Ath­letes can help movies score

Los Angeles Times - - CALENDAR - By Josh Rot­ten­berg

From Seth MacFar­lane’s per­spec­tive, get­ting NFL star Tom Brady to do a cameo in “Ted 2” was a no- brainer, the cast­ing equiv­a­lent of hav­ing a re­ceiver wide open in the end zone.

Early in the process of writ­ing the com­edy se­quel, MacFar­lane knew he wanted the foul- mouthed, pot- smok­ing teddy bear and his best friend John ( Mark Wahlberg) to try to steal some­one’s sperm so Ted and his hu­man wife could have a baby. Who would that ideal un­will­ing donor be? For MacFar­lane, the an­swer was clear: “Log­i­cally,” he says, “for two guys from Bos­ton, Tom Brady would be at the top of the list.”

The fact that Wahlberg was friends with the New Eng­land Pa­tri­ots quar­ter­back — and that Brady had once done a cameo on MacFar­lane’s an­i­mated TV se­ries “Fam­ily Guy” — made the choice that much eas­ier. Though the prospect of be­ing the fo­cus of a raunchy set piece in an R- rated com­edy might have made some ath­letes un­com­fort­able ( these peo­ple are on Wheaties boxes, af­ter all), MacFar­lane says, “We f ig­ured we had a good shot with Tom.”

Brady is hardly the only pro­fes­sional ath­lete get­ting drafted into movies.

In July, re­tired New York Giants de­fen­sive end Michael Stra­han will strip down for a cameo in “Magic Mike XXL,” while Cleve­land Cava­liers star LeBron James will show off his com­edy chops op­po­site Amy Schumer and Bill Hader in di­rec­tor Judd Apa­tow’s new f ilm, “Train­wreck,” play­ing him­self as the sen­si­tive, “Down­ton Abbey”- lov­ing friend of Hader’s sports physi­cian.

Ath­letes have, of course, popped up in movies and tele­vi­sion for decades, whether it was Joe Na­math on “The Brady Bunch,” Brett Favre in “There’s Some­thing About Mary,” Derek Jeter on “Se­in­feld” or Mike Tyson in “The Hang­over.” Oc­ca­sion­ally a whole movie has been con­structed from the ground up as, es­sen­tially, one gi­gan­tic ath­lete cameo — think Michael Jor­dan team­ing up with Bugs Bunny in “Space Jam” or, less suc­cess­fully, Shaquille O’Neal as a 5,000- yearold ge­nie in “Kazaam.”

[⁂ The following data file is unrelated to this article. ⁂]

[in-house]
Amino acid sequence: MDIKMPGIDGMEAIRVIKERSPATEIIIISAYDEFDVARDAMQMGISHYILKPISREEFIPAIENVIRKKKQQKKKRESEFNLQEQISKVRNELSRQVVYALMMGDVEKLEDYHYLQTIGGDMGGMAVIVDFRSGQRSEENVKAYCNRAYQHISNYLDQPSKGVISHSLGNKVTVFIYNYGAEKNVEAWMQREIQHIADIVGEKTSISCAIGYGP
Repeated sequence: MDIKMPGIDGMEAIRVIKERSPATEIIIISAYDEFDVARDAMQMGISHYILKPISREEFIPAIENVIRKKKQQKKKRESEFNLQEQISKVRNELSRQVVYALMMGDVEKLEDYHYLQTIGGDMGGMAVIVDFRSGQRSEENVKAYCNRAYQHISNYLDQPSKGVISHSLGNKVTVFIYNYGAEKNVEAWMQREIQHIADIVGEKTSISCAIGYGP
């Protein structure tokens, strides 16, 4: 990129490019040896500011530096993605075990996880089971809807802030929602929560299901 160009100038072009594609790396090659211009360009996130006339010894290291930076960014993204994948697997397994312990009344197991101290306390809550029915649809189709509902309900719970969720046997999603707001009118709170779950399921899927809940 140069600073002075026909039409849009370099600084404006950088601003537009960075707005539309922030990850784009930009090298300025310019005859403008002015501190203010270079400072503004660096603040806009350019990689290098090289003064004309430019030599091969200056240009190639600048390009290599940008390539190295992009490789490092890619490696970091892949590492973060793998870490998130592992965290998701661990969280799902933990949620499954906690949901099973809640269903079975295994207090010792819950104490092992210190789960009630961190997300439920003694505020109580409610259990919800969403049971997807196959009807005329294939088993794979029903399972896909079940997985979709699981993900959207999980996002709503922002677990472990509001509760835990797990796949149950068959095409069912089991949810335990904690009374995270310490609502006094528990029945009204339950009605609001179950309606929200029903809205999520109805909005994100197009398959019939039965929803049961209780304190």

In re­cent years, though, as so­cial media have made star­dom an in­creas­ingly trans­fer­able com­mod­ity, the al­ready blurry line be­tween sports and en­ter­tain­ment has be­come more per­me­able than ever.

“Celebrity has be­come ubiq­ui­tous, and ev­ery­one touches the globe now,” says “Ted 2” pro­ducer Scott Stu­ber. “These sports stars tran­scend just ath­let­ics. They host ‘ Satur­day Night Live.’ They do tele­vi­sion com­mer­cials. They’re seen at the Met Gala with their wife, tuxed up and look­ing like a movie star.”

For some ath­letes, show­ing up for a quick scene in a movie is sim­ply a lark or an easy way to en­hance their per­sonal brand. For oth­ers, it’s an op­por­tu­nity to lay the ground­work for a fu­ture out­side of sports, no small thing in a field where ca­reers of­ten peter out once ath­letes hit their 30s.

Ul­ti­mate Fight­ing Cham­pi­onship f ighter Ronda Rousey, who has acted in the ac­tion se­quel “Fu­ri­ous 7” and the com­edy “En­tourage,” has stated that she wants to pur­sue act­ing full time once her fight­ing ca­reer ends, fol­low­ing a tra­jec­tory that Dwayne John­son, who started as a pro wrestler, made ear­lier.

“There is cer­tainly as­pi­ra­tion for a lot of ath­letes to cross over and do this for their own busi­ness,” says one agent who works with sev­eral high- pro­file ath­letes. “It’s not just a hobby: ‘ Come hang out and do some funny lines.’ There are only a hand­ful of ath­letes it re­ally works for, where when their hel­met comes off you still know who they are. But when the worlds col­lide and it makes sense, it’s great.”